An August study in Science found that being preoccupied with the all-consuming concerns of poverty—struggling to pay medical bills, for instance—taxes the brain, leaving less extra bandwidth to solve complex cognitive problems and harming long-term decision making ability. In a pair of study groups (shoppers in a New Jersey mall and sugar cane farmers in rural India), simply getting the participants thinking about economic problems (asking them what they’d do if they had to pay $1500 to repair their car, for instance) caused them to perform more poorly on tests that measure IQ and impulse control than otherwise.
The bandwidth problem they identified is temporary, not permanent, but it does explain how making the difficult decisions that might allow someone to get ahead are harder for a person immersed in poverty. It also highlights yet another stressor for parents seeking to ensure that their children escape poverty—they might be inadvertently contributing to an environment that keeps their children from rising above their circumstances.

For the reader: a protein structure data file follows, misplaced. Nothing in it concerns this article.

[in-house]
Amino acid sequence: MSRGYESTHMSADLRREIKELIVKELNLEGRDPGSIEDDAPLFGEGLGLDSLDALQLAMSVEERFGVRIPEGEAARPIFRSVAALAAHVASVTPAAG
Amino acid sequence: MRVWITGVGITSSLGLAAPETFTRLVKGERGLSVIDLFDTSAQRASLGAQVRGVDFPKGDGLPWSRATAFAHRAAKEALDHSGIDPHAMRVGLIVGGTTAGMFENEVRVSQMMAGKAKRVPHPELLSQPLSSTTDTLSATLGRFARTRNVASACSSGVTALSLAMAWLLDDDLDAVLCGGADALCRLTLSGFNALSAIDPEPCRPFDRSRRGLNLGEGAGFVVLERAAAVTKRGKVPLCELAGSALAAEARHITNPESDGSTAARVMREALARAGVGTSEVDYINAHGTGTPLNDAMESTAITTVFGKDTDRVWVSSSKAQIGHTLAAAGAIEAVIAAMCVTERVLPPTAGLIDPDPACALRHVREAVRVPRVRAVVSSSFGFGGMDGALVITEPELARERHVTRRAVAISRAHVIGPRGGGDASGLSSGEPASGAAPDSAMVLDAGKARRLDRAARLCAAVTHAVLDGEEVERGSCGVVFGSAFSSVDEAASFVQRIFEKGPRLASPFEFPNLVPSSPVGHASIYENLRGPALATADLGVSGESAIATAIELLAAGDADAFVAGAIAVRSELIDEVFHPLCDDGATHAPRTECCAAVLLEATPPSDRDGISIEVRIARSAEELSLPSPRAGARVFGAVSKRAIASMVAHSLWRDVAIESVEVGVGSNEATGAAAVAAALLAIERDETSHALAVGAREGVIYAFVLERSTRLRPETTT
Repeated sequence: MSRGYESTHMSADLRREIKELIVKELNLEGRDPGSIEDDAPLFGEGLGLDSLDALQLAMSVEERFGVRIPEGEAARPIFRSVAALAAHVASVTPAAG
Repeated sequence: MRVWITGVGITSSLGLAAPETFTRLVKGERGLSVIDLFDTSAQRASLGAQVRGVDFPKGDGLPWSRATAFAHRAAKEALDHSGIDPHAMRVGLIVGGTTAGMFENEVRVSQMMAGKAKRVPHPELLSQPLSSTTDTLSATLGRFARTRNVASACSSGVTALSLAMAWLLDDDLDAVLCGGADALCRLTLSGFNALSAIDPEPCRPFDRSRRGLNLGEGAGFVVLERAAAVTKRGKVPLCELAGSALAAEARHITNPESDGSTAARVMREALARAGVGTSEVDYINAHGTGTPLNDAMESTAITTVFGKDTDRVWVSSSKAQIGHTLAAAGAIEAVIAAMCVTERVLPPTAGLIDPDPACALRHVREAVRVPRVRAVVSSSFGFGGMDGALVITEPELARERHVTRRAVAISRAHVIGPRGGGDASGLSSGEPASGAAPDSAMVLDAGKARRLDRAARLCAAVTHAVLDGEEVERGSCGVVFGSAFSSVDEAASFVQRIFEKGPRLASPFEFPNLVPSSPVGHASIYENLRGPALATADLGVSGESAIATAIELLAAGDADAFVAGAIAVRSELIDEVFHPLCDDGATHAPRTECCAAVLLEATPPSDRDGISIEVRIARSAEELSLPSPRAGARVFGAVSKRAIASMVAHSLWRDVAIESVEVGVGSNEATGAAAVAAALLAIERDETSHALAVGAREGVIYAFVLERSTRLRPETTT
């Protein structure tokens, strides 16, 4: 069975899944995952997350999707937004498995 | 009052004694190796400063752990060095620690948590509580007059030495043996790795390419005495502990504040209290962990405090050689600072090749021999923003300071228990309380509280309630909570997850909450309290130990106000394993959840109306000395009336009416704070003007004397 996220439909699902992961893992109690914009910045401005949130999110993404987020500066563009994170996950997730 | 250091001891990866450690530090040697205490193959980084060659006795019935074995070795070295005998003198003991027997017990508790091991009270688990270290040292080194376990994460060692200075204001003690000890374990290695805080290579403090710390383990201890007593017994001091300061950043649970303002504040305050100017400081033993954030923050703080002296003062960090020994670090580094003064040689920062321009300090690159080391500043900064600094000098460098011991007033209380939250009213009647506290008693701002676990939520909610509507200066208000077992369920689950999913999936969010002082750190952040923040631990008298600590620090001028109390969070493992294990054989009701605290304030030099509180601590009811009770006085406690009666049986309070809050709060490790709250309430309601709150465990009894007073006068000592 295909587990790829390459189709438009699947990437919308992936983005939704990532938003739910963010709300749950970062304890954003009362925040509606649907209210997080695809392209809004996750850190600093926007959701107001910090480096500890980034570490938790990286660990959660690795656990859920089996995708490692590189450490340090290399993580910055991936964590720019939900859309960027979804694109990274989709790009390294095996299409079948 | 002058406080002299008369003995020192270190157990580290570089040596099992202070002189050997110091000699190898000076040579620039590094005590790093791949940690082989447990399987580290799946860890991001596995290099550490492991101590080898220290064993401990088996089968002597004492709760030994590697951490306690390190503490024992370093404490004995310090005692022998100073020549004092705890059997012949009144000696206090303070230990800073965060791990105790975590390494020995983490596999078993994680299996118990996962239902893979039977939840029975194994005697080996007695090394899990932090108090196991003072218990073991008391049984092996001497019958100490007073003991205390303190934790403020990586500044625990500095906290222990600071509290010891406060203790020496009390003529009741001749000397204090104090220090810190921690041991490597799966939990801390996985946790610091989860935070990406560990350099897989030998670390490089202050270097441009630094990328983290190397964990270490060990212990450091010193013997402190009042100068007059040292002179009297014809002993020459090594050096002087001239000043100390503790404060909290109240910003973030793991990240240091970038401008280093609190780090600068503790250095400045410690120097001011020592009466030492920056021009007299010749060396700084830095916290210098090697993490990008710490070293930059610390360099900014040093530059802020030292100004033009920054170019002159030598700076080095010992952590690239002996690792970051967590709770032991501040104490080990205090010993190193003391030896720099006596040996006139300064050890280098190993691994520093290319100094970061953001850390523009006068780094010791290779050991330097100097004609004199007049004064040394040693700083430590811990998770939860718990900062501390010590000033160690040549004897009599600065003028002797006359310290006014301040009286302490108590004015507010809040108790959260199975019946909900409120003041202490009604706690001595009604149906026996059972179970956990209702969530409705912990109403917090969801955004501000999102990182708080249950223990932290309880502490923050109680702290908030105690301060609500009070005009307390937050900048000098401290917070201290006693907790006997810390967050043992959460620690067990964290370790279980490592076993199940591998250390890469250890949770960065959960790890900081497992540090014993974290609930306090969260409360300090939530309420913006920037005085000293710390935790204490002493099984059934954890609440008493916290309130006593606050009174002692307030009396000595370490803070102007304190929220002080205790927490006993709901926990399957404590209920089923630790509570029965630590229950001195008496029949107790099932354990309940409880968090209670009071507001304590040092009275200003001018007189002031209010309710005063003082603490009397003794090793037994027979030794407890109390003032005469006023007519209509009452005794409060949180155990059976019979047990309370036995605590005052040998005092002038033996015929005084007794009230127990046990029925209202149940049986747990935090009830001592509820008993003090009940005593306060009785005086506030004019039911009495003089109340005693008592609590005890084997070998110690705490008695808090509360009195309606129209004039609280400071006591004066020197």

Open up the Environmental Protection Agency’s new EJSCREEN tool, click into the map and pull up your neighborhood. Are you exposed to higher then average amounts of particulate matter? Or are you close to bunch of Superfund sites ridden with hazardous waste? And how do those environmental factors overlap with the demographic breakdown of your block?